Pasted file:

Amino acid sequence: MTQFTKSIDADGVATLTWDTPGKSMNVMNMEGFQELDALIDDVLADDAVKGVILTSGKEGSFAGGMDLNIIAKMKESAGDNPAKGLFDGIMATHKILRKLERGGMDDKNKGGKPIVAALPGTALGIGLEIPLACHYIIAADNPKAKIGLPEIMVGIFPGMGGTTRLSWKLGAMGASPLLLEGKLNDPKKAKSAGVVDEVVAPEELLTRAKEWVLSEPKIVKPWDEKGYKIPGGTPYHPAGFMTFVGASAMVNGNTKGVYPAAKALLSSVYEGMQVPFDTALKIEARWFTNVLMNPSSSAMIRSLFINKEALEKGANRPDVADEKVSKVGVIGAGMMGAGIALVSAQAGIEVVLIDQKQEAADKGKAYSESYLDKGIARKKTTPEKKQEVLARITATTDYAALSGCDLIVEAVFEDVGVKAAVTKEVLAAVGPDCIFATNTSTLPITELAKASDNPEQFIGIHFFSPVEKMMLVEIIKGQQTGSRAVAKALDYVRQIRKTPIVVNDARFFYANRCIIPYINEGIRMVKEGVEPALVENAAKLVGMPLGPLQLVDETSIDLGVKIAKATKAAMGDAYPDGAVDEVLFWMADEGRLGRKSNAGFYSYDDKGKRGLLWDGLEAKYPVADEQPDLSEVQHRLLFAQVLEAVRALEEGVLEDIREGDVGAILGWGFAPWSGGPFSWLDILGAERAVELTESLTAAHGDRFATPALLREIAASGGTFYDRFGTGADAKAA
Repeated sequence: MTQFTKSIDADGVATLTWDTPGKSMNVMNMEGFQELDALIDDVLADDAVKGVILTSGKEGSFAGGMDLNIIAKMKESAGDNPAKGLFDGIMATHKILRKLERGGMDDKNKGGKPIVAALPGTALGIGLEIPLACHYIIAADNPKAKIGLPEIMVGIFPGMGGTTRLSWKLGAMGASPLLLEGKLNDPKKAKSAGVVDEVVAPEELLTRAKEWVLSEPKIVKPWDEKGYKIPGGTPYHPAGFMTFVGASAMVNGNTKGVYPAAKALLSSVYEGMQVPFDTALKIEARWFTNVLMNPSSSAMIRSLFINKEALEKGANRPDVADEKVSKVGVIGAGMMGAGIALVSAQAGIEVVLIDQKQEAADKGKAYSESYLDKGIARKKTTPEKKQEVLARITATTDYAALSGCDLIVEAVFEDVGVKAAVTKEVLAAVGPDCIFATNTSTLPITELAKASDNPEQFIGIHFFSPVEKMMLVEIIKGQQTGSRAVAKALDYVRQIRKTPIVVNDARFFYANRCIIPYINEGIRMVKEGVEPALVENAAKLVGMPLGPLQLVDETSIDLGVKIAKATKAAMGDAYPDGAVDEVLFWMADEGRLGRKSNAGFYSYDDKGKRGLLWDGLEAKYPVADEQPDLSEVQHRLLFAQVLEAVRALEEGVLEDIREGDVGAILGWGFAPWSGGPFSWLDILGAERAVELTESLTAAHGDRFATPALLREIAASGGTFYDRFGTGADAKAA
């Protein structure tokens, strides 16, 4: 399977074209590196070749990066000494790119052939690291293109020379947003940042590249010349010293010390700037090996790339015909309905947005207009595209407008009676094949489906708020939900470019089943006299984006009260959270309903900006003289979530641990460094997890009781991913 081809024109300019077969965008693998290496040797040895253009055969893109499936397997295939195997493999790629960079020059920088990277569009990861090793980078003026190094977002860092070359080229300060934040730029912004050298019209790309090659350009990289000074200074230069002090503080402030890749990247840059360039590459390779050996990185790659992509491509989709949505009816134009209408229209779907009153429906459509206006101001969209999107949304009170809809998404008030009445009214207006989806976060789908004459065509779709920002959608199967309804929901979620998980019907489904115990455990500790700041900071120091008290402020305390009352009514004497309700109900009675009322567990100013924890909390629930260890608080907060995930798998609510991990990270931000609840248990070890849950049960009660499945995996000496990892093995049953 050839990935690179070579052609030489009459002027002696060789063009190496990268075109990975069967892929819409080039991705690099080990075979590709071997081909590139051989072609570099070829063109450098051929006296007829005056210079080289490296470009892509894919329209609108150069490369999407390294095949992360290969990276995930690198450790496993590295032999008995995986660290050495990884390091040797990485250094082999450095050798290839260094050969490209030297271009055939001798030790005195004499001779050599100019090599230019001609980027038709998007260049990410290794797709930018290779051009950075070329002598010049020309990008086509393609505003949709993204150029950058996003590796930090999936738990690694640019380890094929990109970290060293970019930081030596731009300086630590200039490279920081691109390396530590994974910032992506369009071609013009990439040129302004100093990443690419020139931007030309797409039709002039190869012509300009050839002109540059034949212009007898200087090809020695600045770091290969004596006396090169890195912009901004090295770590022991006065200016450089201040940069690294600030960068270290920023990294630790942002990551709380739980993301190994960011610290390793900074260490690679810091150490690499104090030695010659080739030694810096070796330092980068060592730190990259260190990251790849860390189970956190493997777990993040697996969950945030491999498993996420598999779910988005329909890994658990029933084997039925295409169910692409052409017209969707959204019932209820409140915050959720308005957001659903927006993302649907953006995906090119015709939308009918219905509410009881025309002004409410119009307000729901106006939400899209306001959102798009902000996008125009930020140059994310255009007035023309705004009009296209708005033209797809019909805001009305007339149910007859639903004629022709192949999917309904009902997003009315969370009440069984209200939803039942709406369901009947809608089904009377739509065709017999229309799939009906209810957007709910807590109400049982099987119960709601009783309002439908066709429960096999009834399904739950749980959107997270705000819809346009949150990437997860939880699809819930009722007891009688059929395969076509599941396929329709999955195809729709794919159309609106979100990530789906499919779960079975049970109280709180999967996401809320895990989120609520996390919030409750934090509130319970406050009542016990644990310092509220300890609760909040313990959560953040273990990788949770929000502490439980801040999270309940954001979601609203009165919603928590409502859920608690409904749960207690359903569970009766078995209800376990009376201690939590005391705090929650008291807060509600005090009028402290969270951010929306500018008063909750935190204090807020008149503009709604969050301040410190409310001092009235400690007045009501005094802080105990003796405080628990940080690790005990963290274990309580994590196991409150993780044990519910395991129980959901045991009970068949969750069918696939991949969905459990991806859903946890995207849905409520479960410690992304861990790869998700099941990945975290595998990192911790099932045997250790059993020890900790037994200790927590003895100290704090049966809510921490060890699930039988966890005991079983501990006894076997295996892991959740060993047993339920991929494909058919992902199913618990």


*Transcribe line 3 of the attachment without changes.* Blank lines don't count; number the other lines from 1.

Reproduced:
């Protein structure tokens, strides 16, 4: 399977074209590196070749990066000494790119052939690291293109020379947003940042590249010349010293010390700037090996790339015909309905947005207009595209407008009676094949489906708020939900470019089943006299984006009260959270309903900006003289979530641990460094997890009781991913 081809024109300019077969965008693998290496040797040895253009055969893109499936397997295939195997493999790629960079020059920088990277569009990861090793980078003026190094977002860092070359080229300060934040730029912004050298019209790309090659350009990289000074200074230069002090503080402030890749990247840059360039590459390779050996990185790659992509491509989709949505009816134009209408229209779907009153429906459509206006101001969209999107949304009170809809998404008030009445009214207006989806976060789908004459065509779709920002959608199967309804929901979620998980019907489904115990455990500790700041900071120091008290402020305390009352009514004497309700109900009675009322567990100013924890909390629930260890608080907060995930798998609510991990990270931000609840248990070890849950049960009660499945995996000496990892093995049953 050839990935690179070579052609030489009459002027002696060789063009190496990268075109990975069967892929819409080039991705690099080990075979590709071997081909590139051989072609570099070829063109450098051929006296007829005056210079080289490296470009892509894919329209609108150069490369999407390294095949992360290969990276995930690198450790496993590295032999008995995986660290050495990884390091040797990485250094082999450095050798290839260094050969490209030297271009055939001798030790005195004499001779050599100019090599230019001609980027038709998007260049990410290794797709930018290779051009950075070329002598010049020309990008086509393609505003949709993204150029950058996003590796930090999936738990690694640019380890094929990109970290060293970019930081030596731009300086630590200039490279920081691109390396530590994974910032992506369009071609013009990439040129302004100093990443690419020139931007030309797409039709002039190869012509300009050839002109540059034949212009007898200087090809020695600045770091290969004596006396090169890195912009901004090295770590022991006065200016450089201040940069690294600030960068270290920023990294630790942002990551709380739980993301190994960011610290390793900074260490690679810091150490690499104090030695010659080739030694810096070796330092980068060592730190990259260190990251790849860390189970956190493997777990993040697996969950945030491999498993996420598999779910988005329909890994658990029933084997039925295409169910692409052409017209969707959204019932209820409140915050959720308005957001659903927006993302649907953006995906090119015709939308009918219905509410009881025309002004409410119009307000729901106006939400899209306001959102798009902000996008125009930020140059994310255009007035023309705004009009296209708005033209797809019909805001009305007339149910007859639903004629022709192949999917309904009902997003009315969370009440069984209200939803039942709406369901009947809608089904009377739509065709017999229309799939009906209810957007709910807590109400049982099987119960709601009783309002439908066709429960096999009834399904739950749980959107997270705000819809346009949150990437997860939880699809819930009722007891009688059929395969076509599941396929329709999955195809729709794919159309609106979100990530789906499919779960079975049970109280709180999967996401809320895990989120609520996390919030409750934090509130319970406050009542016990644990310092509220300890609760909040313990959560953040273990990788949770929000502490439980801040999270309940954001979601609203009165919603928590409502859920608690409904749960207690359903569970009766078995209800376990009376201690939590005391705090929650008291807060509600005090009028402290969270951010929306500018008063909750935190204090807020008149503009709604969050301040410190409310001092009235400690007045009501005094802080105990003796405080628990940080690790005990963290274990309580994590196991409150993780044990519910395991129980959901045991009970068949969750069918696939991949969905459990991806859903946890995207849905409520479960410690992304861990790869998700099941990945975290595998990192911790099932045997250790059993020890900790037994200790927590003895100290704090049966809510921490060890699930039988966890005991079983501990006894076997295996892991959740060993047993339920991929494909058919992902199913618990």